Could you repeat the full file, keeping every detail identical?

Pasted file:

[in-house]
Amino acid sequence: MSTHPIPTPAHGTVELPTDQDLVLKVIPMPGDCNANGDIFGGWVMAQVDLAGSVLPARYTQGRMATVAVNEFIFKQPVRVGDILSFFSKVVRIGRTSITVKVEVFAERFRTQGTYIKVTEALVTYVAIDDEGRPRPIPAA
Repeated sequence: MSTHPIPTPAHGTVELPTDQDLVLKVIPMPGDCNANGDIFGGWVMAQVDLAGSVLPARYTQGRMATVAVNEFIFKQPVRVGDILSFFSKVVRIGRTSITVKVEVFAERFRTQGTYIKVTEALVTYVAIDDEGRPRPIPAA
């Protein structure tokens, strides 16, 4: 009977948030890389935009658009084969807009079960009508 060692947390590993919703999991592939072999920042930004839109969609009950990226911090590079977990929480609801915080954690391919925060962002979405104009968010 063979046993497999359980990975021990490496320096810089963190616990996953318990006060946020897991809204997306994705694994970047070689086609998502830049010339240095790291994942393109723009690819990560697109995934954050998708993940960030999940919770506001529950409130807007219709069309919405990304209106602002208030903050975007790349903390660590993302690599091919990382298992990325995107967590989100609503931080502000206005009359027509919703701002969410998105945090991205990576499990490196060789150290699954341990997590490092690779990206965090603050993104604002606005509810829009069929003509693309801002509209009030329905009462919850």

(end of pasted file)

[in-house]
Amino acid sequence: MSTHPIPTPAHGTVELPTDQDLVLKVIPMPGDCNANGDIFGGWVMAQVDLAGSVLPARYTQGRMATVAVNEFIFKQPVRVGDILSFFSKVVRIGRTSITVKVEVFAERFRTQGTYIKVTEALVTYVAIDDEGRPRPIPAA
Repeated sequence: MSTHPIPTPAHGTVELPTDQDLVLKVIPMPGDCNANGDIFGGWVMAQVDLAGSVLPARYTQGRMATVAVNEFIFKQPVRVGDILSFFSKVVRIGRTSITVKVEVFAERFRTQGTYIKVTEALVTYVAIDDEGRPRPIPAA
């Protein structure tokens, strides 16, 4: 009977948030890389935009658009084969807009079960009508 060692947390590993919703999991592939072999920042930004839109969609009950990226911090590079977990929480609801915080954690391919925060962002979405104009968010 063979046993497999359980990975021990490496320096810089963190616990996953318990006060946020897991809204997306994705694994970047070689086609998502830049010339240095790291994942393109723009690819990560697109995934954050998708993940960030999940919770506001529950409130807007219709069309919405990304209106602002208030903050975007790349903390660590993302690599091919990382298992990325995107967590989100609503931080502000206005009359027509919703701002969410998105945090991205990576499990490196060789150290699954341990997590490092690779990206965090603050993104604002606005509810829009069929003509693309801002509209009030329905009462919850």